Meanwhile Nydia, when separated by the throng from Glaucus and Ione, had in vain
endeavored to regain them.... Again and again she returned to the spot where they had been
divided-- to find her companions gone--
"Last Days of Pompeii."
Breathless she stood, her graceful head bent low,
And dinty fingers round her chiseled ear;
The cherished staff held tenderly as erst,
When knew the tender heart nor grief nor fear.
A startled dove she seemed amid the gloom
And wrath of Nature wakened from soft dreams;
Yet her imploring soul's reflection shone
Like the rare moonlight over summer streams.
The ashes seemed to leave her fragile form
Unharmed, despite the fierce volcanic show'rs;
She listened in an agony of doubt,
Fair Nydia, lately twining fairest flow'rs.
Her sightless eyes seemed praying, lightly veil
By quivering silken lashes wet with tears;
The mystic soul that leaps o'er bound's had made
The child a woman, bowed 'neath weight of years.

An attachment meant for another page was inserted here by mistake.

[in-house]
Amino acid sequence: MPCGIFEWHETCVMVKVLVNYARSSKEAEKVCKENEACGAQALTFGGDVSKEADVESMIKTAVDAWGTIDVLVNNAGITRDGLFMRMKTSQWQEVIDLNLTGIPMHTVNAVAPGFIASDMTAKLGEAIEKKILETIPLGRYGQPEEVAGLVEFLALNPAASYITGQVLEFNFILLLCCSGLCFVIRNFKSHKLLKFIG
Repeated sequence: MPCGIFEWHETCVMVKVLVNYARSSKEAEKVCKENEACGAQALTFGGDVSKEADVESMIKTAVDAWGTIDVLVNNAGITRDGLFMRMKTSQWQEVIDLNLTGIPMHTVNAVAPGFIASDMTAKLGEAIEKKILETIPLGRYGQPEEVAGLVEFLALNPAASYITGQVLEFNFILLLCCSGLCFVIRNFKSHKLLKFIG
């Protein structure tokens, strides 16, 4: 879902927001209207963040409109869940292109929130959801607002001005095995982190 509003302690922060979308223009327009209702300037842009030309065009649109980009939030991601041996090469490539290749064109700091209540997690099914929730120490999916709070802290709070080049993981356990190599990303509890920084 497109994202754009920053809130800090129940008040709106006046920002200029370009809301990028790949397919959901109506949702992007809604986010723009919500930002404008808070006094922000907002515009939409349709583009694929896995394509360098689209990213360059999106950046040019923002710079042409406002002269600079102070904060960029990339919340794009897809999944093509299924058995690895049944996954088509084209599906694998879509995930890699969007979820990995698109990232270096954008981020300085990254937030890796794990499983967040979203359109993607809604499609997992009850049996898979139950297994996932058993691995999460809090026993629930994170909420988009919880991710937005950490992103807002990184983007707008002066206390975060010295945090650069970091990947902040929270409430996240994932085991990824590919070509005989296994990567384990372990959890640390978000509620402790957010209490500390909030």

Aglow with hope, with love-light luminous,
Her features shone pure in the fitful gleams
That broke o'er column, arch and fleeing slave,
O'er speechless gladiator and blue streams.
Expectancy's embodied model she,
The potent force of gesture all suppressed;
But in her motionless, intent repose,
The soul's arrested pleading was confessed.
The mountain lava-washed, raised menacing
Its peaks majestic toward the brooding sky;
And unappeared, the earth groaned piteously,
While multitudes aghast, fled cowering by,
But still pale Nydia stood amid the wreck,
In sculptured attitude: the broken lights
Shed magic radiance o'er her, and she gleamed
Like a chaste vision caught on starlit nights.
Blind Nydia! proud Pompeii's flower-nymph!
Child of rare intuitions, hidden sight!
Was it the moaning of the far off sea,
Or yearning love that chose thy path aright?
But though for thee, alas! none listeneth,
Type of devotion! thou immortal art!
Clad in renunciation's purest robes,
Enshrined with love in each devoted heart!